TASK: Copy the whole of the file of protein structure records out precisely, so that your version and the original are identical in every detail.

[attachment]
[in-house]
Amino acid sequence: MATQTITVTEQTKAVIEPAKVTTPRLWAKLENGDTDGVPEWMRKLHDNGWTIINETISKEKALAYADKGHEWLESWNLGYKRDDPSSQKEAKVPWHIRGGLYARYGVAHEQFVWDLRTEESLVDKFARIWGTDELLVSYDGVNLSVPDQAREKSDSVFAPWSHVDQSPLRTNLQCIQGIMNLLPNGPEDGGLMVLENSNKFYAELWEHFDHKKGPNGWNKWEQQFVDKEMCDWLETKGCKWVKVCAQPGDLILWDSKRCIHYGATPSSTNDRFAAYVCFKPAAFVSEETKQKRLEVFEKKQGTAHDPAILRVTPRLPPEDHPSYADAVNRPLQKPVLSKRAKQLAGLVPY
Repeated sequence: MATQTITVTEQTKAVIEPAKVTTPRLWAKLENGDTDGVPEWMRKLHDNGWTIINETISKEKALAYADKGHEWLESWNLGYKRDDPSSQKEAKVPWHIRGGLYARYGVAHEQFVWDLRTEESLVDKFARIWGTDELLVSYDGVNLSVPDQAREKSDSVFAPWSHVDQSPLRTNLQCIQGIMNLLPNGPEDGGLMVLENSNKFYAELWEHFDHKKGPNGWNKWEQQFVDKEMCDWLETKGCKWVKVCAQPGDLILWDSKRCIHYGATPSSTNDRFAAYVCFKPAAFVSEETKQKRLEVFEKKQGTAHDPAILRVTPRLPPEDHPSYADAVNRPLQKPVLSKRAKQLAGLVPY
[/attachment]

[in-house]
Amino acid sequence: MATQTITVTEQTKAVIEPAKVTTPRLWAKLENGDTDGVPEWMRKLHDNGWTIINETISKEKALAYADKGHEWLESWNLGYKRDDPSSQKEAKVPWHIRGGLYARYGVAHEQFVWDLRTEESLVDKFARIWGTDELLVSYDGVNLSVPDQAREKSDSVFAPWSHVDQSPLRTNLQCIQGIMNLLPNGPEDGGLMVLENSNKFYAELWEHFDHKKGPNGWNKWEQQFVDKEMCDWLETKGCKWVKVCAQPGDLILWDSKRCIHYGATPSSTNDRFAAYVCFKPAAFVSEETKQKRLEVFEKKQGTAHDPAILRVTPRLPPEDHPSYADAVNRPLQKPVLSKRAKQLAGLVPY
Repeated sequence: MATQTITVTEQTKAVIEPAKVTTPRLWAKLENGDTDGVPEWMRKLHDNGWTIINETISKEKALAYADKGHEWLESWNLGYKRDDPSSQKEAKVPWHIRGGLYARYGVAHEQFVWDLRTEESLVDKFARIWGTDELLVSYDGVNLSVPDQAREKSDSVFAPWSHVDQSPLRTNLQCIQGIMNLLPNGPEDGGLMVLENSNKFYAELWEHFDHKKGPNGWNKWEQQFVDKEMCDWLETKGCKWVKVCAQPGDLILWDSKRCIHYGATPSSTNDRFAAYVCFKPAAFVSEETKQKRLEVFEKKQGTAHDPAILRVTPRLPPEDHPSYADAVNRPLQKPVLSKRAKQLAGLVPY